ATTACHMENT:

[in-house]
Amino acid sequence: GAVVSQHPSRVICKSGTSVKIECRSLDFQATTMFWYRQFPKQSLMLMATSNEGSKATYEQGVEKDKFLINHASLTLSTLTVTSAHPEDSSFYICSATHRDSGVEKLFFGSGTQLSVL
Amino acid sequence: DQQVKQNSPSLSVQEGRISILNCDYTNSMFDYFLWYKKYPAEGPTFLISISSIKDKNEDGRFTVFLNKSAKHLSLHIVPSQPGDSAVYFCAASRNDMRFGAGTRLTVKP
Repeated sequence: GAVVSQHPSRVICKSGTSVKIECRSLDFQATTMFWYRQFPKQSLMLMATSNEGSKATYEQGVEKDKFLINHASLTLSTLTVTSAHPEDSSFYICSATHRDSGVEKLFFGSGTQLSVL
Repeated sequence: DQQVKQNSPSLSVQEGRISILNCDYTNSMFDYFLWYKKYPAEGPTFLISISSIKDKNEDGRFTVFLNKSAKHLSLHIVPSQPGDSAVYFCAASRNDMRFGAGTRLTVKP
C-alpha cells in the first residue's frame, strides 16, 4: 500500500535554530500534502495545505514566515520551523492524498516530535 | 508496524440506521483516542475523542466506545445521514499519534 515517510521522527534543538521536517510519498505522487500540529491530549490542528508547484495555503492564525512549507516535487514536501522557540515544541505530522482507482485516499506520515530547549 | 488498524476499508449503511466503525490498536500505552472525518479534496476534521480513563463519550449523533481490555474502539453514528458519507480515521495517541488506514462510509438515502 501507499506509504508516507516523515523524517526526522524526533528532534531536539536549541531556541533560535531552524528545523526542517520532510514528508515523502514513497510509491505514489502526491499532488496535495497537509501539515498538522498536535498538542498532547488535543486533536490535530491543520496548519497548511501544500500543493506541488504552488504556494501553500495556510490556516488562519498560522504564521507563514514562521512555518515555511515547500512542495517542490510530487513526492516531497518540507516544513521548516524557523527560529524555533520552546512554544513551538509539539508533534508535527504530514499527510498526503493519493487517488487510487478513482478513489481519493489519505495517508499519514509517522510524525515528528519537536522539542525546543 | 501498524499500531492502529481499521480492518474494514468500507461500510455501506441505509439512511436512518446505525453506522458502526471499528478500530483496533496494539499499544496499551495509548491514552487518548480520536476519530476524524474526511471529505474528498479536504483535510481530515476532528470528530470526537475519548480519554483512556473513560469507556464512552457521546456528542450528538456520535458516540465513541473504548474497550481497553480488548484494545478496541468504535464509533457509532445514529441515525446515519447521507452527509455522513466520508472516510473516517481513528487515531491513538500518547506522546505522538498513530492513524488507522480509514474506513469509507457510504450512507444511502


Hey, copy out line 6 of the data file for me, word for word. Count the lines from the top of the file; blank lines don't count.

C-alpha cells in the first residue's frame, strides 16, 4: 500500500535554530500534502495545505514566515520551523492524498516530535 | 508496524440506521483516542475523542466506545445521514499519534 515517510521522527534543538521536517510519498505522487500540529491530549490542528508547484495555503492564525512549507516535487514536501522557540515544541505530522482507482485516499506520515530547549 | 488498524476499508449503511466503525490498536500505552472525518479534496476534521480513563463519550449523533481490555474502539453514528458519507480515521495517541488506514462510509438515502 501507499506509504508516507516523515523524517526526522524526533528532534531536539536549541531556541533560535531552524528545523526542517520532510514528508515523502514513497510509491505514489502526491499532488496535495497537509501539515498538522498536535498538542498532547488535543486533536490535530491543520496548519497548511501544500500543493506541488504552488504556494501553500495556510490556516488562519498560522504564521507563514514562521512555518515555511515547500512542495517542490510530487513526492516531497518540507516544513521548516524557523527560529524555533520552546512554544513551538509539539508533534508535527504530514499527510498526503493519493487517488487510487478513482478513489481519493489519505495517508499519514509517522510524525515528528519537536522539542525546543 | 501498524499500531492502529481499521480492518474494514468500507461500510455501506441505509439512511436512518446505525453506522458502526471499528478500530483496533496494539499499544496499551495509548491514552487518548480520536476519530476524524474526511471529505474528498479536504483535510481530515476532528470528530470526537475519548480519554483512556473513560469507556464512552457521546456528542450528538456520535458516540465513541473504548474497550481497553480488548484494545478496541468504535464509533457509532445514529441515525446515519447521507452527509455522513466520508472516510473516517481513528487515531491513538500518547506522546505522538498513530492513524488507522480509514474506513469509507457510504450512507444511502